The Journal of Membrane Biology

, Volume 80, Issue 1, pp 59–70

Partitioning of paracellular conductance along the ileal crypt-villus axis: A hypothesis based on structural analysis with detailed consideration of tight junction structure-function relationships


  • Manuel A. Marcial
    • Department of Pathology (Gastrointestinal Pathology)Brigham and Women's Hospital and Harvard Medical School
  • Susan L. Carlson
    • Department of Pathology (Gastrointestinal Pathology)Brigham and Women's Hospital and Harvard Medical School
  • James L. Madara
    • Department of Pathology (Gastrointestinal Pathology)Brigham and Women's Hospital and Harvard Medical School

DOI: 10.1007/BF01868690

Cite this article as:
Marcial, M.A., Carlson, S.L. & Madara, J.L. J. Membrain Biol. (1984) 80: 59. doi:10.1007/BF01868690


Current models of intestinal transport suggest cells which absorb ions are located on the villus while secretory cells are located in the crypt and putatively have paracellular pathways which are highly conductive to Na+. One approach to assess possible variation in small intestinal paracellular conductance along the crypt-villus axis is to morphometrically analyze the structural aspects of crypt and villus tight junctions (TJs) which relate to paracellular resistance. Such detailed analysis of junctional structure in this heterogeneous epithelium would permit one to compare intestinal TJ structure-function relationships with those in a structurally simpler epithelium such as that of toad urinary bladder. This comparison would also be of considerable interest since previous similar comparisons have failed to consider in detail the geometric dissimilarity between these two epithelia. We applied light, electron microscopic, and freezefracture morphometric techniques to guinea pig ileal mucosa to quantitatively assess, for both crypts and villi, linear TJ density, relative surface contributions, and TJ strand counts. Mean linear TJ densities were 76.8 m/cm2 for crypt cells and 21.8 m/cm2 for villus absorptive cells. Mean TJ strand counts were 4.45 for undifferentiated crypt cell TJs and 6.03 for villus absorptive cell TJs. The villus constituted 87% and the crypt 13% of total surface. We utilized these data to predict paracellular conductance of cryptsvs. villi based on equations derived from those of Claude (P. Claude,J. Membrane Biol. 39:219–232, 1978). Such analysis predicts that 73% of ileal paracellular conductance is attributable to the crypt. Furthermore, we obtained literature values for paracellular resistance in mammalian ileum and toad urinary bladder and for toad bladder TJ structure and linear density and constructed a relationship which would allow us to more accurately compare TJ structure-function correlates between these two epithelia. Such a comparison, which considers both surface amplification and TJ structure and distribution in these epithelia, shows that one would predictin vitro measured values for paracellular resistance should be approximately two orders of magnitude less in mammalian ileum than in toad urinary bladder. This predicted discrepancy (115-fold) correlates well with the observed difference (100-fold). These findings suggest that highly similar TJ structure-function relationships apply to these geometrically dissimilar tissues and that, in mammalian ileum, the crypt compartment may be responsible for the majority of net ileal paracellular conductance. We speculate that high crypt linear TJ density and low crypt TJ strand counts may serve as the structural basis of massive paracellular Na+ movement which is coupled to active Cl secretion and appears to originate from the crypt following exposure to intestinal secretagogues.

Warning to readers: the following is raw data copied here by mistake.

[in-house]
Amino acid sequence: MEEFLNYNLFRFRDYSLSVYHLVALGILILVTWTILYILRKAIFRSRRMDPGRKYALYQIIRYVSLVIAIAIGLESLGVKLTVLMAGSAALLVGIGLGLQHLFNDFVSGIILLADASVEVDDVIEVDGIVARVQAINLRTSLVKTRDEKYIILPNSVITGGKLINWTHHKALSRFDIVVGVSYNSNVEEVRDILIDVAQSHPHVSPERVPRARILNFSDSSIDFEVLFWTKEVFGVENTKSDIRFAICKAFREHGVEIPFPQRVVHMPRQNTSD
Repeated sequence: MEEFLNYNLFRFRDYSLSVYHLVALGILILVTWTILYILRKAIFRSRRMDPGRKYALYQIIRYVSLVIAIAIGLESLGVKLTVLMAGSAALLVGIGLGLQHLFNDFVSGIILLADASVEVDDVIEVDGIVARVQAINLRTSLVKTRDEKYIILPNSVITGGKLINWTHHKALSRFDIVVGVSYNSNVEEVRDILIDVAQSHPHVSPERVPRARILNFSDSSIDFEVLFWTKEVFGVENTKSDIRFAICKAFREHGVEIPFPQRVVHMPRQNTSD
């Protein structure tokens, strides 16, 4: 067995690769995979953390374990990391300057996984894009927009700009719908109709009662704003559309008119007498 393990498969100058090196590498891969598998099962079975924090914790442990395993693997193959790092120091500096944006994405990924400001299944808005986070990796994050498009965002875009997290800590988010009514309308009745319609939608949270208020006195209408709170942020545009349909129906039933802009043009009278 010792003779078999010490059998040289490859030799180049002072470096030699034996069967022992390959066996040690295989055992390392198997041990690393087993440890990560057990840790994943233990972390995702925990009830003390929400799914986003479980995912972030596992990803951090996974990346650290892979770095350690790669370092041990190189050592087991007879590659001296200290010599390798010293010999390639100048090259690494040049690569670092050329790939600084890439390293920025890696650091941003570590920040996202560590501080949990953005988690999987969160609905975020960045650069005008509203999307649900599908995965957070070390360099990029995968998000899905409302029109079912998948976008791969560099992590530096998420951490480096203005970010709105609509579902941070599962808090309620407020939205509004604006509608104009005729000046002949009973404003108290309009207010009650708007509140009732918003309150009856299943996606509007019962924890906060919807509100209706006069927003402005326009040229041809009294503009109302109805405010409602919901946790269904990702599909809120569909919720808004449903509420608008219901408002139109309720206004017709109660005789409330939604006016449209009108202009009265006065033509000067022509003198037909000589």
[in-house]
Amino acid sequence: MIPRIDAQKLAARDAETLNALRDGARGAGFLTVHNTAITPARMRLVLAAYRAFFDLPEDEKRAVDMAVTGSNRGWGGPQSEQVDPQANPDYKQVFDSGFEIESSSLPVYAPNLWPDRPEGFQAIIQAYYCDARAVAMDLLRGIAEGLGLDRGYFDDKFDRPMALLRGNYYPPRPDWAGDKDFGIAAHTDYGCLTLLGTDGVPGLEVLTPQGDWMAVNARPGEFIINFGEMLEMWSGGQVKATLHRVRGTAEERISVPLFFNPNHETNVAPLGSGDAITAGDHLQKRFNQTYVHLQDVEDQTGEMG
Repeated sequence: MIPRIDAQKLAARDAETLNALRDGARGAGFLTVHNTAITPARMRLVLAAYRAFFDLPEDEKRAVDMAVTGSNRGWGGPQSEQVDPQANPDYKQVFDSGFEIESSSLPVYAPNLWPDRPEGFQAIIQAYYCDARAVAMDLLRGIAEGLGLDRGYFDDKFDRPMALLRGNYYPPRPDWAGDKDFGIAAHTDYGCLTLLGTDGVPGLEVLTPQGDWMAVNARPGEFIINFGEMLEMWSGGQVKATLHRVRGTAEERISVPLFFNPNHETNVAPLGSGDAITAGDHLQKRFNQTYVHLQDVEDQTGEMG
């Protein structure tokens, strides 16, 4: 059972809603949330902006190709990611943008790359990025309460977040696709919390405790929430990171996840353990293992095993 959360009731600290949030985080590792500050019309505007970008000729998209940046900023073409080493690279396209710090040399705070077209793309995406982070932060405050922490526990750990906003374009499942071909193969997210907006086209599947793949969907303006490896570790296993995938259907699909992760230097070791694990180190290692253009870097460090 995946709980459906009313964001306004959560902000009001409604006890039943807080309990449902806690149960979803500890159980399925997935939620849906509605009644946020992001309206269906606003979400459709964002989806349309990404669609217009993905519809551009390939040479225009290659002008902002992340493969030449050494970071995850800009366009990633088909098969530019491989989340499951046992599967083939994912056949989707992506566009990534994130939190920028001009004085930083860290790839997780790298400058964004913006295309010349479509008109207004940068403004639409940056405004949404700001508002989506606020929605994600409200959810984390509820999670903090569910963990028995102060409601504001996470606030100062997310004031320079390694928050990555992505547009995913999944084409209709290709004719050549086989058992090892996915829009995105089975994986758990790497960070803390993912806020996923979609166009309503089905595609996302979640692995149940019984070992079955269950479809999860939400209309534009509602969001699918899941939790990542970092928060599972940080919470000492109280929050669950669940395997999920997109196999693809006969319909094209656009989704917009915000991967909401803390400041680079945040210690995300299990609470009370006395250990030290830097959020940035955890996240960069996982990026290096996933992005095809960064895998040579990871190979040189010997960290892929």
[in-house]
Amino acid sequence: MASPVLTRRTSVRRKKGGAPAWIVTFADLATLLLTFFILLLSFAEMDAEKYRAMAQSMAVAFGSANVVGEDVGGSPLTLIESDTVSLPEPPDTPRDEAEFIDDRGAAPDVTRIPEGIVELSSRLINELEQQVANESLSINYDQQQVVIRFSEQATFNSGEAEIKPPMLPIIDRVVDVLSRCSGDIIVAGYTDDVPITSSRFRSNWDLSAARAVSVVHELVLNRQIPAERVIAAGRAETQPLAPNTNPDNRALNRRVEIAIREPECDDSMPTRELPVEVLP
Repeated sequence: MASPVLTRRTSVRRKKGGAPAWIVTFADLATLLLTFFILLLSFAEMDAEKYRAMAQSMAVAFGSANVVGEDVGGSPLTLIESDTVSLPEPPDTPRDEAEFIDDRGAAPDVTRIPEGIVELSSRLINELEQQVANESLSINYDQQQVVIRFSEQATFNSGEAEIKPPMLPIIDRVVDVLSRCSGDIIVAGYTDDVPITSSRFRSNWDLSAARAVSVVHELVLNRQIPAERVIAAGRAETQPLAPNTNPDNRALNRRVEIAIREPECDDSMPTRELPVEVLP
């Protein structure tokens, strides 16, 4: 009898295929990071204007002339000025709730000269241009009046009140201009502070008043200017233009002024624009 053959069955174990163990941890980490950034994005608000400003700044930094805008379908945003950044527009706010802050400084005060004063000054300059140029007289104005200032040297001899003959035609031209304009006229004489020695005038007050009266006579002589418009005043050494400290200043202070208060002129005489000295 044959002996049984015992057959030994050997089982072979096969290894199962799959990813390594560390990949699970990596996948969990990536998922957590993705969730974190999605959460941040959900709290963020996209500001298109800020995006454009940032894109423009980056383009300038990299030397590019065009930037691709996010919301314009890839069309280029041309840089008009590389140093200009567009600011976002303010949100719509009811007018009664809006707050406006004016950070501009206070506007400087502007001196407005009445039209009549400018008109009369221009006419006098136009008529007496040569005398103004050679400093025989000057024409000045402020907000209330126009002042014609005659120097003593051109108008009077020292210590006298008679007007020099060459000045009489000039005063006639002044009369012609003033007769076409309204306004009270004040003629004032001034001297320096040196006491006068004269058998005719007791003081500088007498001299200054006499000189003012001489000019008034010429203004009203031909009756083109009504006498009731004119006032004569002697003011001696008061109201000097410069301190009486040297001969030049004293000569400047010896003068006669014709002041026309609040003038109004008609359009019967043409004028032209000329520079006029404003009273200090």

Key Words

intestine tight junction paracellular pathway transepithelial resistance

Copyright information

© Springer-Verlag 1984